Dey Krahorm’s last holdouts petition Hun Sen, protest at National Assembly for payment
SCORES of families who were evicted Saturday from Dey Krahorm and entitled to compensation have refused to accept homes in Damnak Trayoeng village and are demanding private developer 7NG reinstate its previous offer of US$20,000, community representative Chan Vichet told the Post Monday.
"They won't take a house outside the city. We want the municipality to discuss the issue with the company so they will give us $20,000," he said after meeting with Phnom Penh Deputy Governor Mann Chhoeun and families seeking cash compensation.
The City Hall talks coincided with a protest outside the National Assembly by about 100 of the evictees petitioning the prime minister to intervene and pressure the developer to reinstate a previous offer of $20,000 in compensation.
But Mann Chhoeun insisted cash payouts were off the table.
"If they do not agree to houses, we will find a middle ground to reach a solution," he added, although he would not specify what it would be.
He also blamed rights workers who, he said, led residents astray by encouraging them to hold out for more money.
"We pity the residents. They now say they should have accepted $20,000," Mann Chhoeun said.
Although he wouldn't name it, he said one "international group", in particular, "incited the residents not to cooperate with authorities".
Having held out when the developer upped its cash compensation offer to $20,000 from $15,000, some evictees say they are now reflecting sorely on their choice, as their leverage to demand fair compensation has been severely weakened as their main bargaining tool - their possession of the land - was demolished along with their homes and possessions in a blitz Saturday morning.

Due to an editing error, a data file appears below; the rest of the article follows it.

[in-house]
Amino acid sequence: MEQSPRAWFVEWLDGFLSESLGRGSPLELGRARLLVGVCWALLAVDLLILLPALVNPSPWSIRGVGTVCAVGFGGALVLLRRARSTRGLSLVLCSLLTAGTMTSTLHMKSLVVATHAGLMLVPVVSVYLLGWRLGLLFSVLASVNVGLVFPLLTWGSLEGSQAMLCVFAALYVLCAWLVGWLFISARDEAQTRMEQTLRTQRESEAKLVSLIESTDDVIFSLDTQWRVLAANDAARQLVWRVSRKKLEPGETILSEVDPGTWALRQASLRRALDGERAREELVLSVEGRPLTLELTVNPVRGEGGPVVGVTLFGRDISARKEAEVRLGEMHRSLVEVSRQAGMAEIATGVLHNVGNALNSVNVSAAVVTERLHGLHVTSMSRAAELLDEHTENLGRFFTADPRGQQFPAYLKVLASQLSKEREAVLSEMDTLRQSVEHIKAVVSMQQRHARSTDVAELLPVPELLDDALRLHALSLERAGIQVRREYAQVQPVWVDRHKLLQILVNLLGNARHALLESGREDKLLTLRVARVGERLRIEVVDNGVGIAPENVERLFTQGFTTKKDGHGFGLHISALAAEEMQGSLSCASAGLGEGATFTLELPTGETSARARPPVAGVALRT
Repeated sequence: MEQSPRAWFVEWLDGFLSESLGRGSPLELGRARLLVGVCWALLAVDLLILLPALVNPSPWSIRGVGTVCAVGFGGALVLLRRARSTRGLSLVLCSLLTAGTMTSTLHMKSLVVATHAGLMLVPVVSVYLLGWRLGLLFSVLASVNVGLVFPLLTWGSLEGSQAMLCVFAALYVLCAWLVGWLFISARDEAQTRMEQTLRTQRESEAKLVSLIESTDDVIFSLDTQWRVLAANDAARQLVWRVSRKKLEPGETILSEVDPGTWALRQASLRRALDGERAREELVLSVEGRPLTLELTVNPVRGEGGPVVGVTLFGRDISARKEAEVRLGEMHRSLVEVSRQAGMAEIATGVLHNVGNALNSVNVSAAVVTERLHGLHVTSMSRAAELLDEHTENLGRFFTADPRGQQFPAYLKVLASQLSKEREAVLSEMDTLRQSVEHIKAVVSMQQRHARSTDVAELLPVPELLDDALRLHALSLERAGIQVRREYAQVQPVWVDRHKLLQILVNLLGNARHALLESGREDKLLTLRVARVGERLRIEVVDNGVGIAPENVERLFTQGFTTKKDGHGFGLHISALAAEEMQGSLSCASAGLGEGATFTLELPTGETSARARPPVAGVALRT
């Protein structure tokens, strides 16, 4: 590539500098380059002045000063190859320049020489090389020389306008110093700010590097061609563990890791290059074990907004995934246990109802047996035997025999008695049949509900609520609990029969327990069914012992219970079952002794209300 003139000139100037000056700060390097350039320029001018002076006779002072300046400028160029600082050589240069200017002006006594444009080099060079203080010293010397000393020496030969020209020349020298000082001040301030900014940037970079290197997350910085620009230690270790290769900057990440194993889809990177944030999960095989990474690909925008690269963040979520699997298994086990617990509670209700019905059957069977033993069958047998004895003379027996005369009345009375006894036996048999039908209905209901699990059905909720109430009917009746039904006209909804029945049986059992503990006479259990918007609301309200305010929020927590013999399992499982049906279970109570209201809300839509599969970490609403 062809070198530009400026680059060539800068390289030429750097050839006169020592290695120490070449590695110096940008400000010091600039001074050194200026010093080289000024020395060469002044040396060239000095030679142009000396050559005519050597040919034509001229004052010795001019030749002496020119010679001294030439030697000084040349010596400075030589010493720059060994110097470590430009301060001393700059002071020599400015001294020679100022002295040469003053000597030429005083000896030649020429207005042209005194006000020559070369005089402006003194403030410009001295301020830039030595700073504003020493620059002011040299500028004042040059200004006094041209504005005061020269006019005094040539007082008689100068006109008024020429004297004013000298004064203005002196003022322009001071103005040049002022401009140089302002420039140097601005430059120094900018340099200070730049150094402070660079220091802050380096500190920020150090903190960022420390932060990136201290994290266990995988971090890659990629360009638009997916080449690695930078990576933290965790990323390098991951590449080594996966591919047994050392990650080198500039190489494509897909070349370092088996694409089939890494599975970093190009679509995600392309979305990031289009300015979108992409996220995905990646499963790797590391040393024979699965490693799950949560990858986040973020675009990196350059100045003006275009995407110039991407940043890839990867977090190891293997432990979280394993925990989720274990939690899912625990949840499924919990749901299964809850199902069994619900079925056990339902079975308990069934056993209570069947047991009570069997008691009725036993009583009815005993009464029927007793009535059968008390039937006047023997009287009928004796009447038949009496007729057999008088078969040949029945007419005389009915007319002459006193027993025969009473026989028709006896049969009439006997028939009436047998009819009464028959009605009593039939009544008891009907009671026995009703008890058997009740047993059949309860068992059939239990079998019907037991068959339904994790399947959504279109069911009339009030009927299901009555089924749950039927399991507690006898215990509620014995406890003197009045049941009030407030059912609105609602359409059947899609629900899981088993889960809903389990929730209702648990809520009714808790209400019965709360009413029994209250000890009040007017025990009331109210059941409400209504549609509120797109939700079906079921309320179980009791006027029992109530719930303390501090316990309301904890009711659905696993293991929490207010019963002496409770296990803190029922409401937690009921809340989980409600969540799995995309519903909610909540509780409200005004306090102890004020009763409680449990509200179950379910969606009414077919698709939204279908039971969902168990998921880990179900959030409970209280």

A couple nights at the relocation site without being assigned a home was enough to have 22-year-old Cheng Srey Vann reconsider her insistence on $50,000.
We've stopped demanding [$50,000]because we are now living on the street.
"We've stopped demanding that because we are now living on the street," she said. "We just need the previous offer, but we cannot accept a house," she said, saying a move to Damnak Trayoeung would force her to find new work and cut her off entirely from the life she knew in the city.
Divide and Conquer
Chan Vichet accused the city of cherry-picking the few recognised evictees with special offers to avoid giving fodder to critics. The names of several known artists who had lived in Dey Krahorm were marked by the city on a distinct list, he said.
David Pred, director of Bridges Across Borders Southeast Asia, on Sunday described the tactics as the same being used by the city in offering special compensations deals to chapei masters Kong Nai and Neth Pe. Forcibly evicting them "would have been a public relations disaster...so it is understandable that they were offered much higher compensation to entice them to leave voluntarily prior to Saturday's forced eviction," he said.
Meanwhile, local rights groups in Phnom Penh met Monday to review food and medical relief needs of residents living in the relocation site, which they have described as woefully ill-prepared to absorb the hundreds trucked there Saturday by 7NG.